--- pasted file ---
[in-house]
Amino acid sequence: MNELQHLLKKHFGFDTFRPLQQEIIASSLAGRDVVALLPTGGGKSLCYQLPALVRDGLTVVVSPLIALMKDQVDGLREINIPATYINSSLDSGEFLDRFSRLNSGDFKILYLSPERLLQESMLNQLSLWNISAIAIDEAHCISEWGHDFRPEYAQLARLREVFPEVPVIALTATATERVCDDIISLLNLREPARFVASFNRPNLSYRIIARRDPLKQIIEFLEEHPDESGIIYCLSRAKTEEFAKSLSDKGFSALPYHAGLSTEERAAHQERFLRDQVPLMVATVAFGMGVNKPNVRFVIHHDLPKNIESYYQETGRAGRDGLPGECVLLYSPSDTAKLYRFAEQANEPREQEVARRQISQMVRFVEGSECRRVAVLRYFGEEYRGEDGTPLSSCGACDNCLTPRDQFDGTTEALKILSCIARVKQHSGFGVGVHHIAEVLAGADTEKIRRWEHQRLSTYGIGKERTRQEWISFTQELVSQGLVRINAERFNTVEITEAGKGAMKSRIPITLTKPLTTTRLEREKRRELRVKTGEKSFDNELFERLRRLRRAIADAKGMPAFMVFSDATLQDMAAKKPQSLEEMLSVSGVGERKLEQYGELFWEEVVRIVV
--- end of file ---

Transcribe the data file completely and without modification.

[in-house]
Amino acid sequence: MNELQHLLKKHFGFDTFRPLQQEIIASSLAGRDVVALLPTGGGKSLCYQLPALVRDGLTVVVSPLIALMKDQVDGLREINIPATYINSSLDSGEFLDRFSRLNSGDFKILYLSPERLLQESMLNQLSLWNISAIAIDEAHCISEWGHDFRPEYAQLARLREVFPEVPVIALTATATERVCDDIISLLNLREPARFVASFNRPNLSYRIIARRDPLKQIIEFLEEHPDESGIIYCLSRAKTEEFAKSLSDKGFSALPYHAGLSTEERAAHQERFLRDQVPLMVATVAFGMGVNKPNVRFVIHHDLPKNIESYYQETGRAGRDGLPGECVLLYSPSDTAKLYRFAEQANEPREQEVARRQISQMVRFVEGSECRRVAVLRYFGEEYRGEDGTPLSSCGACDNCLTPRDQFDGTTEALKILSCIARVKQHSGFGVGVHHIAEVLAGADTEKIRRWEHQRLSTYGIGKERTRQEWISFTQELVSQGLVRINAERFNTVEITEAGKGAMKSRIPITLTKPLTTTRLEREKRRELRVKTGEKSFDNELFERLRRLRRAIADAKGMPAFMVFSDATLQDMAAKKPQSLEEMLSVSGVGERKLEQYGELFWEEVVRIVV